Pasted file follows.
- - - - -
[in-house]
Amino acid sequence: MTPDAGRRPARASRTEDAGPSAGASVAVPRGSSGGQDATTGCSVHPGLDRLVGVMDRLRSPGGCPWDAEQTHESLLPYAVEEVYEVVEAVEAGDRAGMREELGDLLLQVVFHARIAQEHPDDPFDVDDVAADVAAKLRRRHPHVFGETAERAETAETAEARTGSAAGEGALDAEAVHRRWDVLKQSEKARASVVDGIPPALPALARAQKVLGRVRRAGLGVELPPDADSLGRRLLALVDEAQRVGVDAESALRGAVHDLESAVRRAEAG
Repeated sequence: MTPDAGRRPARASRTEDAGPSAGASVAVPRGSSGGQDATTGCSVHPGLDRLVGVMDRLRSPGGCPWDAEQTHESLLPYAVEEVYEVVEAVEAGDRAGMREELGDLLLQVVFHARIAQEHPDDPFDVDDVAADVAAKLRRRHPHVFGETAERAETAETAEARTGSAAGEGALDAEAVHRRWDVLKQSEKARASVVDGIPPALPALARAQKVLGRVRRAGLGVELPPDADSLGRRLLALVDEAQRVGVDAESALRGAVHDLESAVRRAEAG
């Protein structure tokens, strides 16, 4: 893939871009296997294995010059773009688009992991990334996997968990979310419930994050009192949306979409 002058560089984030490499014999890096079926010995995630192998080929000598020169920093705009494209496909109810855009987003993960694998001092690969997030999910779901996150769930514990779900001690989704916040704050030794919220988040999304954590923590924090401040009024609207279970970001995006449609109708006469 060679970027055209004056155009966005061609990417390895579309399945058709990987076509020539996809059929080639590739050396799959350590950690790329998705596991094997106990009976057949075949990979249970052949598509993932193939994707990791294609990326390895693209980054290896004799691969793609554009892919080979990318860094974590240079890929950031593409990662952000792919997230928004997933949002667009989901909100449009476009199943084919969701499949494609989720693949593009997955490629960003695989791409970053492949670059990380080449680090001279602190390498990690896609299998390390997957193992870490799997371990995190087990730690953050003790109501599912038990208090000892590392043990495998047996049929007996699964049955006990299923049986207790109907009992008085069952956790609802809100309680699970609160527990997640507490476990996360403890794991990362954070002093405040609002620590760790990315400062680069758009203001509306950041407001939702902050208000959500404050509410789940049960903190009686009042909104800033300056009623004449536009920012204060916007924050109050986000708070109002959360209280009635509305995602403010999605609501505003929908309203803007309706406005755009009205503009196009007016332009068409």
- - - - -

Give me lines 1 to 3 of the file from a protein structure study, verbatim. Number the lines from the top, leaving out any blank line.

[in-house]
Amino acid sequence: MTPDAGRRPARASRTEDAGPSAGASVAVPRGSSGGQDATTGCSVHPGLDRLVGVMDRLRSPGGCPWDAEQTHESLLPYAVEEVYEVVEAVEAGDRAGMREELGDLLLQVVFHARIAQEHPDDPFDVDDVAADVAAKLRRRHPHVFGETAERAETAETAEARTGSAAGEGALDAEAVHRRWDVLKQSEKARASVVDGIPPALPALARAQKVLGRVRRAGLGVELPPDADSLGRRLLALVDEAQRVGVDAESALRGAVHDLESAVRRAEAG
Repeated sequence: MTPDAGRRPARASRTEDAGPSAGASVAVPRGSSGGQDATTGCSVHPGLDRLVGVMDRLRSPGGCPWDAEQTHESLLPYAVEEVYEVVEAVEAGDRAGMREELGDLLLQVVFHARIAQEHPDDPFDVDDVAADVAAKLRRRHPHVFGETAERAETAETAEARTGSAAGEGALDAEAVHRRWDVLKQSEKARASVVDGIPPALPALARAQKVLGRVRRAGLGVELPPDADSLGRRLLALVDEAQRVGVDAESALRGAVHDLESAVRRAEAG